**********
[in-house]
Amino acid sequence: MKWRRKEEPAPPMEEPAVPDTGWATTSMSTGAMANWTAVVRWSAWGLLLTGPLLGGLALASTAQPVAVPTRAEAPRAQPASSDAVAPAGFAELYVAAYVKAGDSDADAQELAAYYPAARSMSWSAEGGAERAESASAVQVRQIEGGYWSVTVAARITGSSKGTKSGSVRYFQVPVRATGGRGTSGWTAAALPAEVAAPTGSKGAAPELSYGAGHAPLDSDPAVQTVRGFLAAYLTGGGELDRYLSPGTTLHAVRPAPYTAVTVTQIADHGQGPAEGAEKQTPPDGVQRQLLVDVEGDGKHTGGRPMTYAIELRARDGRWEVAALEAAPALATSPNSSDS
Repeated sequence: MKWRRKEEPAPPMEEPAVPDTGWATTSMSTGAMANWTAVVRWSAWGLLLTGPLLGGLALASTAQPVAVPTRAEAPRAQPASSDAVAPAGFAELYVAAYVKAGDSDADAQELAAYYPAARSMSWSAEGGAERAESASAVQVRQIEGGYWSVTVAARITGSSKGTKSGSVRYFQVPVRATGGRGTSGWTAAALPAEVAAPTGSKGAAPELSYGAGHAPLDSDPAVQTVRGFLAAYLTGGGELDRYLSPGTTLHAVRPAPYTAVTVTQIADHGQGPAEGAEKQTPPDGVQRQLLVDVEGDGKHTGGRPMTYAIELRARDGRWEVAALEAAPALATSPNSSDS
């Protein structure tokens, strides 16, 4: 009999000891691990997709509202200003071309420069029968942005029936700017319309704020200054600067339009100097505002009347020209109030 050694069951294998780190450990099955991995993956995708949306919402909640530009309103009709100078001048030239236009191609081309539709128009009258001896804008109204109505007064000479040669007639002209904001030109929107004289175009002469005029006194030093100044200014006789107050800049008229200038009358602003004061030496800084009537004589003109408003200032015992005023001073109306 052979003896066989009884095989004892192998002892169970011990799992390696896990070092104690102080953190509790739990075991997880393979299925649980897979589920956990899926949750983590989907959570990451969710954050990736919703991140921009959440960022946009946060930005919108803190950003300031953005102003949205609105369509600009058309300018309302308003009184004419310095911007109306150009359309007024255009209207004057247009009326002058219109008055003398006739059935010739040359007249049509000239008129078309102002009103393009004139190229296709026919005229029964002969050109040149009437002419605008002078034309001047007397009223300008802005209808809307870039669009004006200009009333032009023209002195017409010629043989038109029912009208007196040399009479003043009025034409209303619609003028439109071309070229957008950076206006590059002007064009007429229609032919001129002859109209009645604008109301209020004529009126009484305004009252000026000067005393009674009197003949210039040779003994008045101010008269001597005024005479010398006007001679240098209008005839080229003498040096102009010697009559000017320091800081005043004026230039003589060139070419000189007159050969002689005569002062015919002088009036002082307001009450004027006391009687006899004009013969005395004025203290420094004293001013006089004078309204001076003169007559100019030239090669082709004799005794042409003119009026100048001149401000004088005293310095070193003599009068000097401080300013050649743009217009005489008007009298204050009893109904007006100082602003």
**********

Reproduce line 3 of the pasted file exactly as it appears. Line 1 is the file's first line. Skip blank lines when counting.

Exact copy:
Repeated sequence: MKWRRKEEPAPPMEEPAVPDTGWATTSMSTGAMANWTAVVRWSAWGLLLTGPLLGGLALASTAQPVAVPTRAEAPRAQPASSDAVAPAGFAELYVAAYVKAGDSDADAQELAAYYPAARSMSWSAEGGAERAESASAVQVRQIEGGYWSVTVAARITGSSKGTKSGSVRYFQVPVRATGGRGTSGWTAAALPAEVAAPTGSKGAAPELSYGAGHAPLDSDPAVQTVRGFLAAYLTGGGELDRYLSPGTTLHAVRPAPYTAVTVTQIADHGQGPAEGAEKQTPPDGVQRQLLVDVEGDGKHTGGRPMTYAIELRARDGRWEVAALEAAPALATSPNSSDS